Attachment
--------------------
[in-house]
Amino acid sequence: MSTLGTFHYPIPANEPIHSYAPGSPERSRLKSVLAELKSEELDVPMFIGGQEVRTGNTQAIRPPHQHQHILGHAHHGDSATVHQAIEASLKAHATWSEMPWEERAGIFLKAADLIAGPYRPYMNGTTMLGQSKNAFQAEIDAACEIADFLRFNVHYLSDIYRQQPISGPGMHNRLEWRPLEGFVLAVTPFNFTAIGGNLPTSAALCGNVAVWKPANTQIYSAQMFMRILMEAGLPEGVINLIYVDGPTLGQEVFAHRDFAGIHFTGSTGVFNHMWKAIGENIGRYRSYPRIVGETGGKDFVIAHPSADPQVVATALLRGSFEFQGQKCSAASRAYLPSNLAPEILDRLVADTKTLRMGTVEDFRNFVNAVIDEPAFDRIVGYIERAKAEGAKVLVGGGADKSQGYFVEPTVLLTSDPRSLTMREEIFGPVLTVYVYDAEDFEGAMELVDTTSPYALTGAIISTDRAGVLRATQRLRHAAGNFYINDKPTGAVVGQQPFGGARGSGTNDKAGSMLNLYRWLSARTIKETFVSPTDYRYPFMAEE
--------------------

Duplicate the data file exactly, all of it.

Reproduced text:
[in-house]
Amino acid sequence: MSTLGTFHYPIPANEPIHSYAPGSPERSRLKSVLAELKSEELDVPMFIGGQEVRTGNTQAIRPPHQHQHILGHAHHGDSATVHQAIEASLKAHATWSEMPWEERAGIFLKAADLIAGPYRPYMNGTTMLGQSKNAFQAEIDAACEIADFLRFNVHYLSDIYRQQPISGPGMHNRLEWRPLEGFVLAVTPFNFTAIGGNLPTSAALCGNVAVWKPANTQIYSAQMFMRILMEAGLPEGVINLIYVDGPTLGQEVFAHRDFAGIHFTGSTGVFNHMWKAIGENIGRYRSYPRIVGETGGKDFVIAHPSADPQVVATALLRGSFEFQGQKCSAASRAYLPSNLAPEILDRLVADTKTLRMGTVEDFRNFVNAVIDEPAFDRIVGYIERAKAEGAKVLVGGGADKSQGYFVEPTVLLTSDPRSLTMREEIFGPVLTVYVYDAEDFEGAMELVDTTSPYALTGAIISTDRAGVLRATQRLRHAAGNFYINDKPTGAVVGQQPFGGARGSGTNDKAGSMLNLYRWLSARTIKETFVSPTDYRYPFMAEE